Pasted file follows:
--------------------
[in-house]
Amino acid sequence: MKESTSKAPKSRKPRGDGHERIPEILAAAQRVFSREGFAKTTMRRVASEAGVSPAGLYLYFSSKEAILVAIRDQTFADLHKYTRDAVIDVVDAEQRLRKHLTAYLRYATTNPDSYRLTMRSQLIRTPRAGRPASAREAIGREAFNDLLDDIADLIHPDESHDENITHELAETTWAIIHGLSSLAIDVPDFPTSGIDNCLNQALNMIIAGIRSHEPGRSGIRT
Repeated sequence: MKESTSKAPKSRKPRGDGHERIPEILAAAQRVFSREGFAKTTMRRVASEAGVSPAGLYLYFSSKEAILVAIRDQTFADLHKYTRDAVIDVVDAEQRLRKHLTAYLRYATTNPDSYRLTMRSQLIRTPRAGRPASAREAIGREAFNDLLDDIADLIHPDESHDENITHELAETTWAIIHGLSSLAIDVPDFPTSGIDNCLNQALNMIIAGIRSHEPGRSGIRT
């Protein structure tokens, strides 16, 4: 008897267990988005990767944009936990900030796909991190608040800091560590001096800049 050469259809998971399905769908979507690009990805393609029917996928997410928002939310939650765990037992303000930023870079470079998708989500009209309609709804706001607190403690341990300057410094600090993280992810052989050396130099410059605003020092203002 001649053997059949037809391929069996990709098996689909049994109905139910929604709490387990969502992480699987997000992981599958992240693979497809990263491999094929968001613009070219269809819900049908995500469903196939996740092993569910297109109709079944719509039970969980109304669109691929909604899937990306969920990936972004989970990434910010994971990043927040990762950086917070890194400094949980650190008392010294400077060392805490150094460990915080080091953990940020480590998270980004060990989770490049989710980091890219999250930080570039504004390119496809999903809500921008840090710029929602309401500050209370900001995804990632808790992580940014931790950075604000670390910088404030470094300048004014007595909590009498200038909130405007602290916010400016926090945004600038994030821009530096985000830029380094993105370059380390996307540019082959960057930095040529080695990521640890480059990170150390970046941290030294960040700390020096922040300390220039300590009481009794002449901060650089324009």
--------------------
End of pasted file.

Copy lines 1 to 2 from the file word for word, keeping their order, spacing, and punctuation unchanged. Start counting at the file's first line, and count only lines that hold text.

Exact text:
[in-house]
Amino acid sequence: MKESTSKAPKSRKPRGDGHERIPEILAAAQRVFSREGFAKTTMRRVASEAGVSPAGLYLYFSSKEAILVAIRDQTFADLHKYTRDAVIDVVDAEQRLRKHLTAYLRYATTNPDSYRLTMRSQLIRTPRAGRPASAREAIGREAFNDLLDDIADLIHPDESHDENITHELAETTWAIIHGLSSLAIDVPDFPTSGIDNCLNQALNMIIAGIRSHEPGRSGIRT